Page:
In a word, Project Flux is dynamic. Though it has only been around for a few years, the Boise dance company has subverted almost every expectation audiences may have through frequent collaborations with other dance companies, use of unconventional accompaniment and a fearlessness when it comes to tackling tough themes.
The Jan. 15 production, Project Flux + Ming 2016, honored those traditions in punk rock fashion in its tribute to The Museum of Broken Relationships—an upcoming exhibition at Ming Studios—through a selection of stressed, breaking and broken relationships converted into half-choreographed, half-improvised contemporary modern dance works. The Museum of Broken Relationships is both an actual museum in Croatia and a traveling exhibition about failed relationships, comprised of artifacts contributed by everyday people. According to Project Flux founder Lydia Sakolsky-Basquill, the intersection between Project Flux and the museum was a good fit from the beginning.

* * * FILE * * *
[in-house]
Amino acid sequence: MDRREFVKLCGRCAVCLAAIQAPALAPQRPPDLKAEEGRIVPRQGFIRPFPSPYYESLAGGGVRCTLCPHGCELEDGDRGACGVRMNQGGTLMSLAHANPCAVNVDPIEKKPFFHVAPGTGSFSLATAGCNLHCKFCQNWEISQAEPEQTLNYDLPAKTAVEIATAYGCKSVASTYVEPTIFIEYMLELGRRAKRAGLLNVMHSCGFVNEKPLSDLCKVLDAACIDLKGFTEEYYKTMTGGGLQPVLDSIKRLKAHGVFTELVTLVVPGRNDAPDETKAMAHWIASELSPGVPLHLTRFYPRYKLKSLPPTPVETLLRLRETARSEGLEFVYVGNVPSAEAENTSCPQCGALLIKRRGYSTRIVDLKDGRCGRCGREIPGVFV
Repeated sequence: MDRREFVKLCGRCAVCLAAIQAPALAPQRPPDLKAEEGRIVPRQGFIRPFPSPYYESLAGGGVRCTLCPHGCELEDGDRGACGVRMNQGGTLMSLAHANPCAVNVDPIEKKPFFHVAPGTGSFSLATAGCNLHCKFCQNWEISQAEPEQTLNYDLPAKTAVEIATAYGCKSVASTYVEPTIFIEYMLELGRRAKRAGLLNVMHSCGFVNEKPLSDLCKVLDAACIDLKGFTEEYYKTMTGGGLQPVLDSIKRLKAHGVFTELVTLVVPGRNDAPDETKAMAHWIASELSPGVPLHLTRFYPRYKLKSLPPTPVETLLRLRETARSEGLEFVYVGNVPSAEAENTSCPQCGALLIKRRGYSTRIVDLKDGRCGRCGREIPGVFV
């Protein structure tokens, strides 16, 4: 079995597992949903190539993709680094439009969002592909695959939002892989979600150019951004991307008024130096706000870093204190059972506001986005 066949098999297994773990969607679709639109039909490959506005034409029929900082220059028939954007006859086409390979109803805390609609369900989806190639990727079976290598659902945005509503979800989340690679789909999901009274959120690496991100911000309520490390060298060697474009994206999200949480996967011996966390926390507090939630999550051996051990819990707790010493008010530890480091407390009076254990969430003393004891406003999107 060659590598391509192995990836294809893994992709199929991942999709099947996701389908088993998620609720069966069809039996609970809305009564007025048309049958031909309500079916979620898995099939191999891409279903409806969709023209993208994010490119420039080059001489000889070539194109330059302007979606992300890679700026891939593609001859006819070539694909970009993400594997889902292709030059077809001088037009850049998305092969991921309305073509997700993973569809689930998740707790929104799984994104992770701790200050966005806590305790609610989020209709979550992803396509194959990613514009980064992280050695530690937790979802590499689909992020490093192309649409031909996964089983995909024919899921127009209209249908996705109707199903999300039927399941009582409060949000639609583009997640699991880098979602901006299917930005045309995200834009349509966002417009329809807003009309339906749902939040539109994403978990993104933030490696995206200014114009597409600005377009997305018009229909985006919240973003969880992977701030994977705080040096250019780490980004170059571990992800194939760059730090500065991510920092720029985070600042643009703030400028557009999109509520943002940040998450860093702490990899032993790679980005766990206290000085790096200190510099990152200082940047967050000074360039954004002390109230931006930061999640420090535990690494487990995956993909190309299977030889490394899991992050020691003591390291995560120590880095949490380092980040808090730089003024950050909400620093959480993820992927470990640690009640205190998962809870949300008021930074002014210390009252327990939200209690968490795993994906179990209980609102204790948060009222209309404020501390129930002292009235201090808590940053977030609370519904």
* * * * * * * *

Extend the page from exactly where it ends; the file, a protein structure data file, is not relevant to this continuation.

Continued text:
PF + Ming isn't the first time the studio and dance company have collaborated, nor is it the first time PF has focused on themes of alienation, toxic love and loneliness. A homoerotic duet by Jem Wierenga and Evan Stevens was a particular success: It bottled the intensity of a lovers' quarrel, telling the story of a fraught romance with kinetic daring and discipline. Other sections of the performance touched on similar ideas about love, physicality and separation, and aspired to the same acuity of feeling and Sakolsky-Basquill said the sections of the performance were inspired by dancers' own broken relationships, which made the pieces both authentic and perilous.
At its best, Project Flux channels raw emotions. It's not subtle work exploring touchy topics and hard truths. Not every experiment is a success, though Wierenga and Stevens' duet worked, capturing tensions and passions with poetry in motion. For a weekend, Project Flux was for lovers.